- The National League of Cities and U.S. Conference of Mayors are urging Congress to pass proposed bipartisan legislation that would explicitly include extreme heat in the federal government’s definition of a major disaster, according to separate letters sent by the organizations’ leaders to members of Congress who introduced the legislation in June.
- The Extreme Heat Emergency Act of 2023 would help unlock federal resources for local extreme heat response by amending the Stafford Act, which guides how the federal government doles out resources post-natural disaster.
- The legislation “will empower local governments to establish cooling centers, support vulnerable populations, assist the homeless, and enhance healthcare services during extreme heat events,” NLC CEO and Executive Director Clarence Anthony wrote in his letter to Rep. Ruben Gallego, D-Ariz. Gallego — along with fellow bill co-sponsors Reps. Sylvia Garcia, D-Texas, and Mark Amodei, R-Nev. — received the Conference of Mayors’ letter as well.
Extreme heat is often referred to as a “silent killer,” but its presence has been anything but subtle this summer as oppressively high temperatures stifle much of the country. Last week’s letters from the NLC and U.S. Conference of Mayors underscore the fact that many local governments feel under-prepared and under-resourced to deal with rising temperatures fueled by climate change — and the corresponding death tolls.
While the Federal Emergency Management Agency regularly steps in to help communities prepare for and recover from natural disasters, extreme heat presents lesser-charted territory. FEMA has only ever received three requests for extreme heat declarations — all of which have been denied, an agency spokesperson told NBC News. “They did not demonstrate that state and local capacity had been exceeded,” the spokesperson told NBC.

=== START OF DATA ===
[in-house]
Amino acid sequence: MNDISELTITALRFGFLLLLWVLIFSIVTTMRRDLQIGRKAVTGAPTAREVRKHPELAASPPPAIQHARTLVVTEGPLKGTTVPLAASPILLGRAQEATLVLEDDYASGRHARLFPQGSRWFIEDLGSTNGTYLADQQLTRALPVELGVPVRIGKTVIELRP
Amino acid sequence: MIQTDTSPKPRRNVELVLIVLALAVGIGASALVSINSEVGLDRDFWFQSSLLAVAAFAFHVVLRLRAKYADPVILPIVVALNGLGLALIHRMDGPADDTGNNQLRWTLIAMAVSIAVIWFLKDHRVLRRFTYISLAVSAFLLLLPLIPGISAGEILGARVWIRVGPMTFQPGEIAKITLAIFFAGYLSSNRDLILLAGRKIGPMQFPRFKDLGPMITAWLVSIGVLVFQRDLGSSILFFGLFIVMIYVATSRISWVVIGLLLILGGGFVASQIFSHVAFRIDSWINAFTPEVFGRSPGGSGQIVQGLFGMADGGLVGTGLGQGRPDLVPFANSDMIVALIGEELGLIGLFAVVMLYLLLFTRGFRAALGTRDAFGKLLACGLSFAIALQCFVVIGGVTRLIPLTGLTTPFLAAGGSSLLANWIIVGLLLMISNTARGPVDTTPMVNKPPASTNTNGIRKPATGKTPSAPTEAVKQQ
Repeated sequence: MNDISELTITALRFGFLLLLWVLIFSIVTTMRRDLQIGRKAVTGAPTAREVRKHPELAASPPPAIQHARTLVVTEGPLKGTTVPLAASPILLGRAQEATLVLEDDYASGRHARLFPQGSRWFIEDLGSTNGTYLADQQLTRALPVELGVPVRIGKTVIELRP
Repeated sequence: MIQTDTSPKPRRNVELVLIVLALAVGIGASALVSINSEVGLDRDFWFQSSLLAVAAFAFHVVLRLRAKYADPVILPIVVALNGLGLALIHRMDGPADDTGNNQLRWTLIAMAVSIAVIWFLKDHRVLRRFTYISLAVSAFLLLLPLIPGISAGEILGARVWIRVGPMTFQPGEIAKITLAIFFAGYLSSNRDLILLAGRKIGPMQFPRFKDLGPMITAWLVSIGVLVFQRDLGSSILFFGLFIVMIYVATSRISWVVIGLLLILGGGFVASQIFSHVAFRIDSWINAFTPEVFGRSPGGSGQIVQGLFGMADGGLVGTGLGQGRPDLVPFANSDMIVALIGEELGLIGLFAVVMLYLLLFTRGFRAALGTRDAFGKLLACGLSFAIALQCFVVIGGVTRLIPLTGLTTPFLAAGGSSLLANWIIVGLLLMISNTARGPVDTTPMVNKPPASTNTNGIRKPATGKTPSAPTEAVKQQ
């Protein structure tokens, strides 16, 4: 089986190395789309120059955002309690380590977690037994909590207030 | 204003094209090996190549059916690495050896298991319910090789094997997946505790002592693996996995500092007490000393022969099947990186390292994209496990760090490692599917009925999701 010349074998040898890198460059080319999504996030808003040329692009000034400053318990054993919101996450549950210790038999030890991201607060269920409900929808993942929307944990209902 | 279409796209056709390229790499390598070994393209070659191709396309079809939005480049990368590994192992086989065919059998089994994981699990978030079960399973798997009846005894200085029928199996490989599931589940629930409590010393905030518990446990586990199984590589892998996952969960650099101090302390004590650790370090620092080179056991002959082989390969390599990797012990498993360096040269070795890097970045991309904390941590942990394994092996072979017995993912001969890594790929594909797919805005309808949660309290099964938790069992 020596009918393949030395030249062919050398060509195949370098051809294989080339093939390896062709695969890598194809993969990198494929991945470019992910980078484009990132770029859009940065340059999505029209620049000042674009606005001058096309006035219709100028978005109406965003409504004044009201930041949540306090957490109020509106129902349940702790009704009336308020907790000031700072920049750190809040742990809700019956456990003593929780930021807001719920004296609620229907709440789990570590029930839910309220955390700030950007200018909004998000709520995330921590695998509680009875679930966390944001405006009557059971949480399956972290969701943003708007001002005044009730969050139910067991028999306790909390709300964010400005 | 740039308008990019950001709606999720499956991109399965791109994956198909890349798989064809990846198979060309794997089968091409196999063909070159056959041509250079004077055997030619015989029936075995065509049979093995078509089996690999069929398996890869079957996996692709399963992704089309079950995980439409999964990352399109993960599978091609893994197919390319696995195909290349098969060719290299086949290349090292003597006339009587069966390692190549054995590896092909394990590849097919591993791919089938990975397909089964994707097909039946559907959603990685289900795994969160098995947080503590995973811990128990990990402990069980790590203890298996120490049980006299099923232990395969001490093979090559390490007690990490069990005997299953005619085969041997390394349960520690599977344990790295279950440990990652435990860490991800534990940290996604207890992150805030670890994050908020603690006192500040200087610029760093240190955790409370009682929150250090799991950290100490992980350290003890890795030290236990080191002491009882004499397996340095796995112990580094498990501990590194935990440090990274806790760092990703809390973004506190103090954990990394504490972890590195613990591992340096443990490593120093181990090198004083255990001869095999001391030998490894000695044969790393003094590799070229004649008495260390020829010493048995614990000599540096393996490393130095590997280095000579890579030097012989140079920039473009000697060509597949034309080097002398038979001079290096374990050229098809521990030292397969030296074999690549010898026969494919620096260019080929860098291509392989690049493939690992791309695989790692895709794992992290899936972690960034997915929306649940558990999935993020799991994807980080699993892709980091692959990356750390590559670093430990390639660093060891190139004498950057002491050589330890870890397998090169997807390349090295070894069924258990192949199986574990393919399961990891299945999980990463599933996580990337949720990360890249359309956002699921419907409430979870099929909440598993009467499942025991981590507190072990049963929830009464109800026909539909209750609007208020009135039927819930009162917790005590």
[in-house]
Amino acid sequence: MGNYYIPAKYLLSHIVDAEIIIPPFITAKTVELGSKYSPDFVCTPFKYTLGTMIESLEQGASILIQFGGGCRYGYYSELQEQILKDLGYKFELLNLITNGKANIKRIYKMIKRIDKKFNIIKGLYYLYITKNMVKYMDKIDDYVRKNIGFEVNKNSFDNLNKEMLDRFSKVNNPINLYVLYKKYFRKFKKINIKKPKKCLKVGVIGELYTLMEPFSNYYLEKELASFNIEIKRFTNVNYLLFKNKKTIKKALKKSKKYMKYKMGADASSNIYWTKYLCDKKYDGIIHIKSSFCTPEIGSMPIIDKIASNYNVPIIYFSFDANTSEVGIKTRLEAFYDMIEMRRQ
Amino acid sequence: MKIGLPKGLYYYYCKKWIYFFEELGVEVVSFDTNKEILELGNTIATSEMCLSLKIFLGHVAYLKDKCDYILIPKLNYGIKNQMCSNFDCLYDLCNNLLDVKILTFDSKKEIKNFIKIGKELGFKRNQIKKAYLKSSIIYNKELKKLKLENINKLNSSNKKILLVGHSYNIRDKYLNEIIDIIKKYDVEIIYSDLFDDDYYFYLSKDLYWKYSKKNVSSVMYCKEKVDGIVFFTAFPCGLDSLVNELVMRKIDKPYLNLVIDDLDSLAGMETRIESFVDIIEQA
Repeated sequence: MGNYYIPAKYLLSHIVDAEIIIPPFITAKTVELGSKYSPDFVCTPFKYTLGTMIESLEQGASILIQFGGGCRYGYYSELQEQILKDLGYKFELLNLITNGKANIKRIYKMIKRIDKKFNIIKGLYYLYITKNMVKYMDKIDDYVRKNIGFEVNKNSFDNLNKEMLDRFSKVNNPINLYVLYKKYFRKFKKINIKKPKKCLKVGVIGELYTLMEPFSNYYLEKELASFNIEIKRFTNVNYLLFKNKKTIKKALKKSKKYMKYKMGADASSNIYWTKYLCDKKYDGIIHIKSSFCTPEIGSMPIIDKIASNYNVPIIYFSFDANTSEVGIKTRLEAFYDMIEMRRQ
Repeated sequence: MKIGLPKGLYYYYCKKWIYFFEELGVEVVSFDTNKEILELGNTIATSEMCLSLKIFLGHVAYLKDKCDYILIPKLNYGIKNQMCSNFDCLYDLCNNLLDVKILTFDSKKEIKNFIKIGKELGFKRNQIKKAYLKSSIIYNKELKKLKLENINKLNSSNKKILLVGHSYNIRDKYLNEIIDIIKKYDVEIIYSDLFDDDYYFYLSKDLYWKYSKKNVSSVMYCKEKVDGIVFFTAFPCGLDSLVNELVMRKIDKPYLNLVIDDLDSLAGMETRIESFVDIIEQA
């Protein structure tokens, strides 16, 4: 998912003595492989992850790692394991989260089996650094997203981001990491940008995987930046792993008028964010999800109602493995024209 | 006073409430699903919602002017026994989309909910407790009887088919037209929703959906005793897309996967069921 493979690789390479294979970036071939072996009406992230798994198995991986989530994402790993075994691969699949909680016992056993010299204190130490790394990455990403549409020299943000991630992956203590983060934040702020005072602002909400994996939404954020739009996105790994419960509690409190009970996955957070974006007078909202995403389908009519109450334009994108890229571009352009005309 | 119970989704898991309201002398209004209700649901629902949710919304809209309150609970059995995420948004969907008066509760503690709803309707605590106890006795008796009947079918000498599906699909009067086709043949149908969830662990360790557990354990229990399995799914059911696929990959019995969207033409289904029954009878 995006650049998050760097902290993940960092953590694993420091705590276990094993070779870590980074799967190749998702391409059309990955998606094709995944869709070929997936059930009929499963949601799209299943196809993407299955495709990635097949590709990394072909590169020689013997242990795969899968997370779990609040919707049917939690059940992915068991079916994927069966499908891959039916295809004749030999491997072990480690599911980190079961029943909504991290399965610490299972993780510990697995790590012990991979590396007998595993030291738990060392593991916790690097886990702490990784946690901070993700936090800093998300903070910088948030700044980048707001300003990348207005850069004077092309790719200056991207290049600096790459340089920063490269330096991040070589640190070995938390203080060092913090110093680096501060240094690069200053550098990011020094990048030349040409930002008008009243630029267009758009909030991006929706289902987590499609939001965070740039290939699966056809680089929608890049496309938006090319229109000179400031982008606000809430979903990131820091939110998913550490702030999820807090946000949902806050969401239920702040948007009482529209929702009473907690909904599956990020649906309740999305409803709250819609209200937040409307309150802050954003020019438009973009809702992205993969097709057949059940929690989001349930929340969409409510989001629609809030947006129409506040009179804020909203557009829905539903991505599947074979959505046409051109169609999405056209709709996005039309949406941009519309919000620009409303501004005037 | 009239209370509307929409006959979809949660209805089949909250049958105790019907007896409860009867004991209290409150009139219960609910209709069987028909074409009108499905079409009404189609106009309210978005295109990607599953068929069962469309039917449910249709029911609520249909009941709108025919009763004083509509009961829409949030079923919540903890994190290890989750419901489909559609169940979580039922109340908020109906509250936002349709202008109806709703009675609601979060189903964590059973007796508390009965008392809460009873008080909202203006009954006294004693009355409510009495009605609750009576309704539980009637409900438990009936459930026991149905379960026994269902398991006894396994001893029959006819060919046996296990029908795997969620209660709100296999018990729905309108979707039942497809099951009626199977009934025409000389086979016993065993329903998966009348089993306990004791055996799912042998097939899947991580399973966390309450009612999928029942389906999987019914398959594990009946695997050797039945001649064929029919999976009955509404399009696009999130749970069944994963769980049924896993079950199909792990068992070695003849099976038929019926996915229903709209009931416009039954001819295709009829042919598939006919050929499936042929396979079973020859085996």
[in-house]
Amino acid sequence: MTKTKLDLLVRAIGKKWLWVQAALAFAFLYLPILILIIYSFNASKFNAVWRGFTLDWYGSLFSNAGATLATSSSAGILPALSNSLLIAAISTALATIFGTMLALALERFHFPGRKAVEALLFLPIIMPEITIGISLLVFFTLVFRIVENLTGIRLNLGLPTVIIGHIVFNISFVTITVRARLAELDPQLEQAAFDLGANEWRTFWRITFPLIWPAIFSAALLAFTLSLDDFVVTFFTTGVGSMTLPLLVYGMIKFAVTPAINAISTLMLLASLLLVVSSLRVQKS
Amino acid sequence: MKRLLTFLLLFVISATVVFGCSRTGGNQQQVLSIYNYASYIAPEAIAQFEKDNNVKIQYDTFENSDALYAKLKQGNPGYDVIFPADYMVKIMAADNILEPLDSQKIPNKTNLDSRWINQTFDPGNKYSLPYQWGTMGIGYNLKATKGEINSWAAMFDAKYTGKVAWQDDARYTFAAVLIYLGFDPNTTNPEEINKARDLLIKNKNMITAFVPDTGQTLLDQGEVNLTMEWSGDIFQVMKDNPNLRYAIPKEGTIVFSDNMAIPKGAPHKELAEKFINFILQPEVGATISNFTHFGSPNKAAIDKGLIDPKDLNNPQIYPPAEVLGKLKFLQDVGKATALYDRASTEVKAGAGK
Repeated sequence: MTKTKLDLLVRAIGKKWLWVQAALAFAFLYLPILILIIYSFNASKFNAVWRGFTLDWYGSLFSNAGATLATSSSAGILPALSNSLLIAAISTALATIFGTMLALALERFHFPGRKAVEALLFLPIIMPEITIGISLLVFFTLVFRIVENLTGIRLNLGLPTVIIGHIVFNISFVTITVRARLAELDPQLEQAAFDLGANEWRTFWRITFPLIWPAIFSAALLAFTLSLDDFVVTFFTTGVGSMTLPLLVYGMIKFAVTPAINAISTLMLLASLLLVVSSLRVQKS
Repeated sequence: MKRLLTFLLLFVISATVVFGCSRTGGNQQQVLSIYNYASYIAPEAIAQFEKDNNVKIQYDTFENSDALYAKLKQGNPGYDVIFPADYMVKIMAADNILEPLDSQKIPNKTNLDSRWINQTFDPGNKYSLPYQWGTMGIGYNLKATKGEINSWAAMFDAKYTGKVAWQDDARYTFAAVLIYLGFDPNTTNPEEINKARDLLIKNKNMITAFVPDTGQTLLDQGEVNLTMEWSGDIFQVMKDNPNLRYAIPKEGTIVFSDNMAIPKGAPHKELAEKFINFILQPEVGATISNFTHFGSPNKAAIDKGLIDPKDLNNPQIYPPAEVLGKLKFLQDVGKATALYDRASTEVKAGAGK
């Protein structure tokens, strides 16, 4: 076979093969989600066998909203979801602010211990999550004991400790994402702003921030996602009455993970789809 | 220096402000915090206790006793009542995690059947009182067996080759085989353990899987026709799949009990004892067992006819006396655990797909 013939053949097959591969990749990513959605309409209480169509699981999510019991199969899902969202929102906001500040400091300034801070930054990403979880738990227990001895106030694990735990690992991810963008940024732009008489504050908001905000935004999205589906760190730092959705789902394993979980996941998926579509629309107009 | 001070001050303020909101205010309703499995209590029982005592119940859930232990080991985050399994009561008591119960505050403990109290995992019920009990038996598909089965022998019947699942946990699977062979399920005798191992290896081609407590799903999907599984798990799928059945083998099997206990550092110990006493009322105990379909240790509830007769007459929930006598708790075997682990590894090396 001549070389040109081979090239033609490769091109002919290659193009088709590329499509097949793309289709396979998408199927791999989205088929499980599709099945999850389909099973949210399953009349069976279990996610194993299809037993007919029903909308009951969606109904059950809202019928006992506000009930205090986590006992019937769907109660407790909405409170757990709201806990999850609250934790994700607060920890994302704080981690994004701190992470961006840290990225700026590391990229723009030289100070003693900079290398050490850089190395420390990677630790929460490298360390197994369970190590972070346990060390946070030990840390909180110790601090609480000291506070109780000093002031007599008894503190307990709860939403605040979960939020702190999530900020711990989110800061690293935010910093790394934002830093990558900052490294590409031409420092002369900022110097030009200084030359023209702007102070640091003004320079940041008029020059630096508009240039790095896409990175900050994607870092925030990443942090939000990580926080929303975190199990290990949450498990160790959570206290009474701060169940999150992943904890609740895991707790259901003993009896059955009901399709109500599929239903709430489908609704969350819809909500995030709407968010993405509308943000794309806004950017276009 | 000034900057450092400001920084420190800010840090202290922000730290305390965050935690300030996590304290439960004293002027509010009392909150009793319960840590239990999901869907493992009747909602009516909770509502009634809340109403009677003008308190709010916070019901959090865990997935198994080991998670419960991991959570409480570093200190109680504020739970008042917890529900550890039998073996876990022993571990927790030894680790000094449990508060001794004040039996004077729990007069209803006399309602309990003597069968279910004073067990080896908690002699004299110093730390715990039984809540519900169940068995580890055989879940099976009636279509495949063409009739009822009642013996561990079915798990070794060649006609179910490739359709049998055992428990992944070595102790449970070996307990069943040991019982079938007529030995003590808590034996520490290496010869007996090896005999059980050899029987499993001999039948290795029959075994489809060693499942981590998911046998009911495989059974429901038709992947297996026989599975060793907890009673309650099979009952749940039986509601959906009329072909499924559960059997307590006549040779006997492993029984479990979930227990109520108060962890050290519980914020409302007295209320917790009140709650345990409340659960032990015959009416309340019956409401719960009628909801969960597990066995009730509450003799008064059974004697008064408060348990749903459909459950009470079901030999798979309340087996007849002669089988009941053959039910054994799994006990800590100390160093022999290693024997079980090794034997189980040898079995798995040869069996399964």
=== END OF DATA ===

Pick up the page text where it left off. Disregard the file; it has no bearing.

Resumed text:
The current list of natural disasters that qualify for federal major disaster assistance includes hurricanes, tornados, storms, high waters, wind-driven waters, tidal waves, tsunamis, earthquakes, volcanic eruptions, landslides, mudslides, snowstorms and droughts.
Last week’s letters weren’t the first time local leaders have called on the federal government to provide more support to communities grappling with extreme heat. The U.S. Conference of Mayors adopted a policy earlier this year urging Congress to amend the Stafford Act to include extreme heat.
The NLC letter outlines exactly where cities could most use federal dollars and assistance, pointing to a need for more cooling centers, which “serve as vital refuges during heatwaves.”
People experiencing homelessness are some of the most vulnerable to extreme heat, and the NLC letter said a federal disaster declaration would allow cities to “extend critical support” to this population and provide shelters with proper cooling facilities. Federal resources could also be used to support hospitals and healthcare providers, which often face increased strain during heat waves as they care for people experiencing heat stroke and respiratory issues, the NLC letter says.